We have at last acquired a stove for our tent. It is not the one we ordered (DHL claims delivery is quite impossible but appear to be wilting under a tide of angry emails) but the Red Cross has kindly lent us a burner to expunge the Arctic from our canvas home. What a difference it has made! The heat warms the paraffin in our oil lamps and allows them to burn brighter and more cleanly. We can dry our clothes and sleeping bags. Previously taking a shower would have meant bringing back a sodden towel which then freezes into a solid board, but no longer. Now our things are warm and dry and it is a pleasure to be able to sit in an envirnoment without huddling into a sleeping bag.
Cees updating his journal, clothes drying above and stovepipe to the left
Freehand writing this fine has not be practised since the dissolution of the monasteries
The first night it arrived we had something of an impromptu celebration, getting extremely high on nothing more than warmth (and maybe a little wine). At one point, we began to cackle with faux-laughter at somebody’s bad joke (I can’t remember whose but I suspect Cees) and rapidly found we couldn’t stop. For some minutes we howled uncontrollably for the sheer pleasure of having the chill lifted.
The arrival of the stove precipiated a burst of enthusiasm for improving our new home. Cees constructed an enormous snow-wall to shelter us from the wind and provide us with an area to chop wood. In fact, it was quite hard to make him stop. Someday soon we may find that our bear-flares are only a secondary line of defence in case anything breaches the ice-fortress that is being constructed around them.
One corner of our tripwire system, Cees’ snow-wall standing proud behind
The flares themselves have been overhauled. Having accidentally set off 5 of our supply of 16 in a single day, we needed a long term replacement for our limited stock and have resorted to removing the lead from shot-gun cartridges – a tactic that works very well. Returning to our tent yesterday, we found 5 of our 8 flares had been detonated by someone (or something) walking through the trip-wires. What it was remains a mystery – there are no prints on the wind-packed snow.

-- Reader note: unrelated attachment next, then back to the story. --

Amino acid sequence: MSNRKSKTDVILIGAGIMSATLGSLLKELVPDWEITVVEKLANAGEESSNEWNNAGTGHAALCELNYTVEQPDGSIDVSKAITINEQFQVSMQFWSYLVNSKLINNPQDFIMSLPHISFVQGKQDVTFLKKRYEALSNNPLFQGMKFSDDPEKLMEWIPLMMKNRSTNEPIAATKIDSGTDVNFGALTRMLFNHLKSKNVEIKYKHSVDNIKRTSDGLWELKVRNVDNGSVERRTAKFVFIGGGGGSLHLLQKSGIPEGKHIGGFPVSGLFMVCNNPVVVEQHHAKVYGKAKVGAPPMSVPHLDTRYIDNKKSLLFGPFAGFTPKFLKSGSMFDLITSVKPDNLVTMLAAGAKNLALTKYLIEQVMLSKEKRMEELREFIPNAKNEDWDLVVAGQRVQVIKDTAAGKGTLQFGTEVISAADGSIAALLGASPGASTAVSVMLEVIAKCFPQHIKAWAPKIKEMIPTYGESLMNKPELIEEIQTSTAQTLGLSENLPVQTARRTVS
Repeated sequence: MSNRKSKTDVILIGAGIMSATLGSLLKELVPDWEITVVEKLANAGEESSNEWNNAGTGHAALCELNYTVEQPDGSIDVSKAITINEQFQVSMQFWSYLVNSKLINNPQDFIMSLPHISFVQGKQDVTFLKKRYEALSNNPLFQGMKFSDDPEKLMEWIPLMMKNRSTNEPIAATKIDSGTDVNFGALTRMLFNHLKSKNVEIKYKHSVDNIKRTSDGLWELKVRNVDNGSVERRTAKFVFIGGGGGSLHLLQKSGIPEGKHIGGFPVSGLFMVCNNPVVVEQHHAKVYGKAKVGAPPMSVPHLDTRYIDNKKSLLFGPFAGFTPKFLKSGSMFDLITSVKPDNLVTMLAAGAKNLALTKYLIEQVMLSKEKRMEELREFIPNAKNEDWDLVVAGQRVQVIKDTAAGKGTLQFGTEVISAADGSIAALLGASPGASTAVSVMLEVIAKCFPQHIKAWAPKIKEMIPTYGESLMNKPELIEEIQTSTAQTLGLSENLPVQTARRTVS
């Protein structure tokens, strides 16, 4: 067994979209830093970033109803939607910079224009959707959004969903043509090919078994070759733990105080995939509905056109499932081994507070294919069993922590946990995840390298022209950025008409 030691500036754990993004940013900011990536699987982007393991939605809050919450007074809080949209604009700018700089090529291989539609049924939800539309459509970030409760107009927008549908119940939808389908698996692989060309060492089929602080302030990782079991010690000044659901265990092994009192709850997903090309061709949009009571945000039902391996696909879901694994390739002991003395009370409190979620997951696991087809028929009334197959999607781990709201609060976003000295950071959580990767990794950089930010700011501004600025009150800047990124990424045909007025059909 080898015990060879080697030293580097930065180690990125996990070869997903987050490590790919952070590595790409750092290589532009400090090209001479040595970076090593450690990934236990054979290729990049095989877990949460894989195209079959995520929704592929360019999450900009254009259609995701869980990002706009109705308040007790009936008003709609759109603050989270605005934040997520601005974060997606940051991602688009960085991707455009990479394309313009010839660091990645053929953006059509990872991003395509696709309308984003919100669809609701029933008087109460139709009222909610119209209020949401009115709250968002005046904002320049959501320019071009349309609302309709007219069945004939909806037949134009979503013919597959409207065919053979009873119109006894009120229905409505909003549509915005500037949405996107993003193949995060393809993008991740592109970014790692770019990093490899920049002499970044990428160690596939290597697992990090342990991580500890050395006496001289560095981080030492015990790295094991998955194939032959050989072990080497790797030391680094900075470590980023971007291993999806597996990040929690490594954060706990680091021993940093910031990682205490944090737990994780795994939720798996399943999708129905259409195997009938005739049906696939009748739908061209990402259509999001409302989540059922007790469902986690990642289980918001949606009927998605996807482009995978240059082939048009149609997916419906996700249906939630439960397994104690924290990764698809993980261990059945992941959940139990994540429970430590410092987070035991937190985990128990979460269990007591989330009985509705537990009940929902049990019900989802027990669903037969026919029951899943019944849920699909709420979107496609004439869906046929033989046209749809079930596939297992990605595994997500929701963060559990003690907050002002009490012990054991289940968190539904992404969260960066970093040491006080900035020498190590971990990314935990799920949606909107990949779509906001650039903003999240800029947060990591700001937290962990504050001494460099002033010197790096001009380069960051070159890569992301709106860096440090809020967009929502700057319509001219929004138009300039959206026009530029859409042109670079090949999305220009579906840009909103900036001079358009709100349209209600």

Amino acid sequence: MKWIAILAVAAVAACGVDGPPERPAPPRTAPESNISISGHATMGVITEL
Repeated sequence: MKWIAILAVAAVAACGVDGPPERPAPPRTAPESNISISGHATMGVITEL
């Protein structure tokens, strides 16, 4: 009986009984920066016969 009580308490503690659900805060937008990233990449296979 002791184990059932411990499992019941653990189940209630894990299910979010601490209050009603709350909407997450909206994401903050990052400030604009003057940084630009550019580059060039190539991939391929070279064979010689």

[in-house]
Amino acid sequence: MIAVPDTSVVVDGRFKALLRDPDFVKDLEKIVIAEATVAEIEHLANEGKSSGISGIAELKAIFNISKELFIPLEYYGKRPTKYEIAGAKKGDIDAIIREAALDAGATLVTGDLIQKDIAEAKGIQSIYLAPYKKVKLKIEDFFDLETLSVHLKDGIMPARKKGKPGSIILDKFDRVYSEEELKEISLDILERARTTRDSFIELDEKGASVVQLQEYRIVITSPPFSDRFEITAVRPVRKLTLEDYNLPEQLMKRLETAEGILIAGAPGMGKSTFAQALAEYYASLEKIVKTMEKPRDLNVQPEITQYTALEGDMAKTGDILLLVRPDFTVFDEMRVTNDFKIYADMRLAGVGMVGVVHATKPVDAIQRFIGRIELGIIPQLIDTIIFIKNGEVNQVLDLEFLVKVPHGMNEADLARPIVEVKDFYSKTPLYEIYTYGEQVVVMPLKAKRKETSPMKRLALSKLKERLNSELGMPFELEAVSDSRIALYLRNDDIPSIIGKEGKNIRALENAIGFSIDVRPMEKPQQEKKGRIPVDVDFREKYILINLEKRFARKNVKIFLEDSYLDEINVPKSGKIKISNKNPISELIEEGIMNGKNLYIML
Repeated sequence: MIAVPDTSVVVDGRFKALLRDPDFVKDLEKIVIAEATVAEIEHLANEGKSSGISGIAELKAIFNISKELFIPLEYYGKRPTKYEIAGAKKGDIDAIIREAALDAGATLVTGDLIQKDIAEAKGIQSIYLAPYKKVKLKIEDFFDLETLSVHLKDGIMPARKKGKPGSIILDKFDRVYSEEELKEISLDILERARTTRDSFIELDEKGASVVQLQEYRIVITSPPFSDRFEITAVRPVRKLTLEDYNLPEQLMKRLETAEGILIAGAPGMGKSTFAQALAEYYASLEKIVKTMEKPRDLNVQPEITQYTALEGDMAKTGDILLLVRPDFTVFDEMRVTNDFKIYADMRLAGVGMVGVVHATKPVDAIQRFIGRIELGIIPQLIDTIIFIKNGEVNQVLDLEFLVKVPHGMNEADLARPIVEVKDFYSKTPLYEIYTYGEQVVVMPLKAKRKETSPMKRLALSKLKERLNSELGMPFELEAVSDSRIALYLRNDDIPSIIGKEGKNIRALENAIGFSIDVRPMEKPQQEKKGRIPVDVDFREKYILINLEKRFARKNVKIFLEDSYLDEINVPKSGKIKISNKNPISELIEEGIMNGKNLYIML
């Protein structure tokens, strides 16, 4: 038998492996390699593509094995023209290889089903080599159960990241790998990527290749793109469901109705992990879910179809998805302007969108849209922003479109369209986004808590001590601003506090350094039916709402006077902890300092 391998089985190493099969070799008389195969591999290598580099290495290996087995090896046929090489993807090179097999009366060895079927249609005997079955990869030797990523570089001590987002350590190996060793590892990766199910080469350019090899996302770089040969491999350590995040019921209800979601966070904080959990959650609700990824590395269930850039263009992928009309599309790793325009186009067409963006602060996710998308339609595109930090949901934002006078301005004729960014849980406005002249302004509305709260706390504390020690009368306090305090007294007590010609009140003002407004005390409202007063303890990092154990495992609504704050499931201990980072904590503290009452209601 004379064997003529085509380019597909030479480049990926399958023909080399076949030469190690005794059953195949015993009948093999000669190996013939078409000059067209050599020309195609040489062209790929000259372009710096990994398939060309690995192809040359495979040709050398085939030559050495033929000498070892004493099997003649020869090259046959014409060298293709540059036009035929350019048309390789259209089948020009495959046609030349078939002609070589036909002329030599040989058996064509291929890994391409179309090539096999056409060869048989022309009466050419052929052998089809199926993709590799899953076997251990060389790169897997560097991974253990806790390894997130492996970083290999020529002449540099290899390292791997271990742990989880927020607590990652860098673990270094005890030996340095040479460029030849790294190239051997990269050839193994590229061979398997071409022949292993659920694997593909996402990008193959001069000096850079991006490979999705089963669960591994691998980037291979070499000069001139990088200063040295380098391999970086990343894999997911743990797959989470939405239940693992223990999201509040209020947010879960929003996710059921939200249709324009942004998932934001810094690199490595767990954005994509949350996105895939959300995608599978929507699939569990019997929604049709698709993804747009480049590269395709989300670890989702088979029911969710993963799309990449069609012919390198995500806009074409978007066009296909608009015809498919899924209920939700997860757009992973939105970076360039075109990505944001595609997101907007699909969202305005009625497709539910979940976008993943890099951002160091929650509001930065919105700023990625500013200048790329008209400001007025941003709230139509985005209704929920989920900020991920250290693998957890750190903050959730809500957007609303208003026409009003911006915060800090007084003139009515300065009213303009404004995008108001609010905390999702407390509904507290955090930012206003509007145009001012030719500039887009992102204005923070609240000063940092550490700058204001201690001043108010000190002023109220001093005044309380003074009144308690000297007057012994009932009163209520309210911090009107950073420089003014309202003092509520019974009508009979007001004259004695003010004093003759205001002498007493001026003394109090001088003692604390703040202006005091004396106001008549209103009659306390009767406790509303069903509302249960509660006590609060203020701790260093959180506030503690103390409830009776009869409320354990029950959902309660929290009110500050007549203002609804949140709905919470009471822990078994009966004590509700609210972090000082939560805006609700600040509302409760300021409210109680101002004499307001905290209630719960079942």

Polar bear defence is being taken seriously. Centre is my links 30-06, with Cees’ WWII Mauser to the right. On the left is Morten’s cannon – a massive .338 caliber Ruger
The tent with in-tact snow wall
Sadly the hours Cees has put into his snow wall have been undone by a brutal storm that blew up last night. In the darkness, tons of snow were shifted onto our campsite, burying our tent and much of our equipment. The snow-wall now looks as though it has been blown apart by canon-fire and the wind was fierce enough to make us fear for the integrity of our tent. Today has therefore been spent on reconstruction, as well as the usual business of charging the oil lamps, chopping firewood and melting snow for cooking.
The storm has been a small blip in otherwise extremely forgiving weather thus far, with the temperature generally hovering around -5C. We have even had clear enough skies for me to practice some Northern Lights photography with the new camera. It’s not going so well – I always seem to be too late and capture the tail-end of the display.
One of the better Northern Lights pictures
A poor photo of a truly spectacular display; it looked as though the mountain was on fire
Tomorrow I continue with my work for my new company, Basecamp Spitsbergen. I’m helping to guide a group on a round-trip dogsledding to some ice-caves; an exciting prospect. So far my work for them has consisted of helping to train the yearling dogs, who are complete maniacs. The idea of pulling a sledge is utterly baffling to them and they are as strong as they are excitable. It is no easy task to wrestle them into exhaustion before forcing a harness over their heads and then persuading them to pull a sledge, rather than play with each other. Dealing with experienced huskies for our trip to the caves will therefore be a relief. I daresay you’ll hear all about it in the next update, you lucky people. Until then.